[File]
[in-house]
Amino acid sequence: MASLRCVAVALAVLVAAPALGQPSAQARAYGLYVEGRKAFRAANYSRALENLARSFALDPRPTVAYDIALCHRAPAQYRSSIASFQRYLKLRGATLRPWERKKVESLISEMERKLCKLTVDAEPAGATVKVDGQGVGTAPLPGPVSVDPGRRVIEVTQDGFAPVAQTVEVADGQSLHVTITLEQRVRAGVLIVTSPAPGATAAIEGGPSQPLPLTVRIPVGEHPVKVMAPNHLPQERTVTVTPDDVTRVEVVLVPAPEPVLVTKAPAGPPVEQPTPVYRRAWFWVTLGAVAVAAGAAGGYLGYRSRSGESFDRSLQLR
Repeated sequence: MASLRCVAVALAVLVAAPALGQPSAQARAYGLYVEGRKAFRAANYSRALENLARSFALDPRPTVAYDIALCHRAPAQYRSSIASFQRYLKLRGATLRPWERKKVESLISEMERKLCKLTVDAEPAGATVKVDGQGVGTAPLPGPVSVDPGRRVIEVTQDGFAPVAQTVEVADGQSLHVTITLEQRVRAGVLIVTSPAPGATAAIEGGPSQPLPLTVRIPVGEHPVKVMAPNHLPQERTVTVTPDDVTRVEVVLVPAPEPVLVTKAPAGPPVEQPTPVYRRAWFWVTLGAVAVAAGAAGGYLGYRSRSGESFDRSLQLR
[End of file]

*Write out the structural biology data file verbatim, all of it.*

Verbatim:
[in-house]
Amino acid sequence: MASLRCVAVALAVLVAAPALGQPSAQARAYGLYVEGRKAFRAANYSRALENLARSFALDPRPTVAYDIALCHRAPAQYRSSIASFQRYLKLRGATLRPWERKKVESLISEMERKLCKLTVDAEPAGATVKVDGQGVGTAPLPGPVSVDPGRRVIEVTQDGFAPVAQTVEVADGQSLHVTITLEQRVRAGVLIVTSPAPGATAAIEGGPSQPLPLTVRIPVGEHPVKVMAPNHLPQERTVTVTPDDVTRVEVVLVPAPEPVLVTKAPAGPPVEQPTPVYRRAWFWVTLGAVAVAAGAAGGYLGYRSRSGESFDRSLQLR
Repeated sequence: MASLRCVAVALAVLVAAPALGQPSAQARAYGLYVEGRKAFRAANYSRALENLARSFALDPRPTVAYDIALCHRAPAQYRSSIASFQRYLKLRGATLRPWERKKVESLISEMERKLCKLTVDAEPAGATVKVDGQGVGTAPLPGPVSVDPGRRVIEVTQDGFAPVAQTVEVADGQSLHVTITLEQRVRAGVLIVTSPAPGATAAIEGGPSQPLPLTVRIPVGEHPVKVMAPNHLPQERTVTVTPDDVTRVEVVLVPAPEPVLVTKAPAGPPVEQPTPVYRRAWFWVTLGAVAVAAGAAGGYLGYRSRSGESFDRSLQLR